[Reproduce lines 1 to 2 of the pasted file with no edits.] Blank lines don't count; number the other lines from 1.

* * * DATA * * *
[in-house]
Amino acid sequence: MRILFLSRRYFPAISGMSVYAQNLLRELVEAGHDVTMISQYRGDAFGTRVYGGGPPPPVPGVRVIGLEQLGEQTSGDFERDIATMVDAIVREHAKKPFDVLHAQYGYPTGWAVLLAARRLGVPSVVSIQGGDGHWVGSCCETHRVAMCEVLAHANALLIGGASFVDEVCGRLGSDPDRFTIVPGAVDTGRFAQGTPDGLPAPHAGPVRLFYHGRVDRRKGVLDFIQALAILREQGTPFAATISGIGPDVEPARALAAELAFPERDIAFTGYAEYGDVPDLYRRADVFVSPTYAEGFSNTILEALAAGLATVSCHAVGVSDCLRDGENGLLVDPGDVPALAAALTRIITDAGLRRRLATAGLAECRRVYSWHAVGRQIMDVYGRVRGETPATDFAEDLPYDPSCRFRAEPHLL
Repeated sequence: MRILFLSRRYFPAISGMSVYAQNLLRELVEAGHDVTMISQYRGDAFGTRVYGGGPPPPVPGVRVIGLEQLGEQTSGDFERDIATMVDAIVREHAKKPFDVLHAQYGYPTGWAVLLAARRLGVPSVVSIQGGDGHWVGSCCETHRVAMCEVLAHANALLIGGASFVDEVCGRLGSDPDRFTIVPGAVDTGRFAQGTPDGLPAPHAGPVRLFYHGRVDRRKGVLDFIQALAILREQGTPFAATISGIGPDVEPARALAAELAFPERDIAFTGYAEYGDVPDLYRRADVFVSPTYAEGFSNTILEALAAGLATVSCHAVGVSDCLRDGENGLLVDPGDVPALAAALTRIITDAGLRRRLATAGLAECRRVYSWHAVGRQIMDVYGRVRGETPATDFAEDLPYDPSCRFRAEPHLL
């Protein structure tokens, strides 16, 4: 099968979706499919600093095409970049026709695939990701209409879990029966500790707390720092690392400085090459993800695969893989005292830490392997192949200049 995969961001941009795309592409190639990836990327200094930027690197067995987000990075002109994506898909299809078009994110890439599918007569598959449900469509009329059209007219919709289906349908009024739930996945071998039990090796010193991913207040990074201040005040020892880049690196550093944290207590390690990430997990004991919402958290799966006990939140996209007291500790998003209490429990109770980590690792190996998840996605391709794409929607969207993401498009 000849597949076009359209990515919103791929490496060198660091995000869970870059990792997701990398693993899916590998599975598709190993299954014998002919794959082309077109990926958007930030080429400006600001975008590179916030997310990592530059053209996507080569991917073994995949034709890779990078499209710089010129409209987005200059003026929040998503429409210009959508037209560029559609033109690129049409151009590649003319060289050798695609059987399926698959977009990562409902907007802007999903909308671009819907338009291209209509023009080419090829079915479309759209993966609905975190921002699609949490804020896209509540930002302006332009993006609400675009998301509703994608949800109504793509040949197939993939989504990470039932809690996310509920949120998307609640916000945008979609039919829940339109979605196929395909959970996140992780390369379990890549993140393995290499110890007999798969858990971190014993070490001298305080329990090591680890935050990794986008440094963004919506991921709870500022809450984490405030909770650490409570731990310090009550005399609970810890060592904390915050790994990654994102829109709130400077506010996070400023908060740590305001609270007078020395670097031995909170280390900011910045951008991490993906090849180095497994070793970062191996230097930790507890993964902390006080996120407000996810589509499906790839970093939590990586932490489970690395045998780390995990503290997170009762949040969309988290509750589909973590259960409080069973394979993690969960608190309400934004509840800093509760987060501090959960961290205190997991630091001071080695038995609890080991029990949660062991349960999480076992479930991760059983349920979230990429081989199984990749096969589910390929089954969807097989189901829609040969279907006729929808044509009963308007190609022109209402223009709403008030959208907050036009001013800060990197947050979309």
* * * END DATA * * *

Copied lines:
[in-house]
Amino acid sequence: MRILFLSRRYFPAISGMSVYAQNLLRELVEAGHDVTMISQYRGDAFGTRVYGGGPPPPVPGVRVIGLEQLGEQTSGDFERDIATMVDAIVREHAKKPFDVLHAQYGYPTGWAVLLAARRLGVPSVVSIQGGDGHWVGSCCETHRVAMCEVLAHANALLIGGASFVDEVCGRLGSDPDRFTIVPGAVDTGRFAQGTPDGLPAPHAGPVRLFYHGRVDRRKGVLDFIQALAILREQGTPFAATISGIGPDVEPARALAAELAFPERDIAFTGYAEYGDVPDLYRRADVFVSPTYAEGFSNTILEALAAGLATVSCHAVGVSDCLRDGENGLLVDPGDVPALAAALTRIITDAGLRRRLATAGLAECRRVYSWHAVGRQIMDVYGRVRGETPATDFAEDLPYDPSCRFRAEPHLL